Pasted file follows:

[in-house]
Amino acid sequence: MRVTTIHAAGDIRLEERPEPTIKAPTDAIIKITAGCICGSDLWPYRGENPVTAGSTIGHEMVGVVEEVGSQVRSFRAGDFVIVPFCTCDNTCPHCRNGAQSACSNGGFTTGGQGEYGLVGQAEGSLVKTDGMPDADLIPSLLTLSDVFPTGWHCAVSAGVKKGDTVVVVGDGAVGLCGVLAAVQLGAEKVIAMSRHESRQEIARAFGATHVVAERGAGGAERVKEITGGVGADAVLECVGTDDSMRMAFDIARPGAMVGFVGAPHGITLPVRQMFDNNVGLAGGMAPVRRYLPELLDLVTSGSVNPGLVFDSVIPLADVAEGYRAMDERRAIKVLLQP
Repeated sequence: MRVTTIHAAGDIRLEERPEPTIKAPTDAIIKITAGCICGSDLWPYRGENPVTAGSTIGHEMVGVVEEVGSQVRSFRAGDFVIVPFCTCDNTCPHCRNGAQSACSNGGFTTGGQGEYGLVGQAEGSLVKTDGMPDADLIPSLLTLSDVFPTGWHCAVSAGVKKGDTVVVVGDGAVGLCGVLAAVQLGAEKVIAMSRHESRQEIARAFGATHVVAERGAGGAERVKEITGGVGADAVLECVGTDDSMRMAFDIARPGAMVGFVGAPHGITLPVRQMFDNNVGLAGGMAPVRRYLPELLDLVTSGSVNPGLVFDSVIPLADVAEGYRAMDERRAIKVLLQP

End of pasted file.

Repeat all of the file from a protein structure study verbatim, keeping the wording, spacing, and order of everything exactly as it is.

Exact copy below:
[in-house]
Amino acid sequence: MRVTTIHAAGDIRLEERPEPTIKAPTDAIIKITAGCICGSDLWPYRGENPVTAGSTIGHEMVGVVEEVGSQVRSFRAGDFVIVPFCTCDNTCPHCRNGAQSACSNGGFTTGGQGEYGLVGQAEGSLVKTDGMPDADLIPSLLTLSDVFPTGWHCAVSAGVKKGDTVVVVGDGAVGLCGVLAAVQLGAEKVIAMSRHESRQEIARAFGATHVVAERGAGGAERVKEITGGVGADAVLECVGTDDSMRMAFDIARPGAMVGFVGAPHGITLPVRQMFDNNVGLAGGMAPVRRYLPELLDLVTSGSVNPGLVFDSVIPLADVAEGYRAMDERRAIKVLLQP
Repeated sequence: MRVTTIHAAGDIRLEERPEPTIKAPTDAIIKITAGCICGSDLWPYRGENPVTAGSTIGHEMVGVVEEVGSQVRSFRAGDFVIVPFCTCDNTCPHCRNGAQSACSNGGFTTGGQGEYGLVGQAEGSLVKTDGMPDADLIPSLLTLSDVFPTGWHCAVSAGVKKGDTVVVVGDGAVGLCGVLAAVQLGAEKVIAMSRHESRQEIARAFGATHVVAERGAGGAERVKEITGGVGADAVLECVGTDDSMRMAFDIARPGAMVGFVGAPHGITLPVRQMFDNNVGLAGGMAPVRRYLPELLDLVTSGSVNPGLVFDSVIPLADVAEGYRAMDERRAIKVLLQP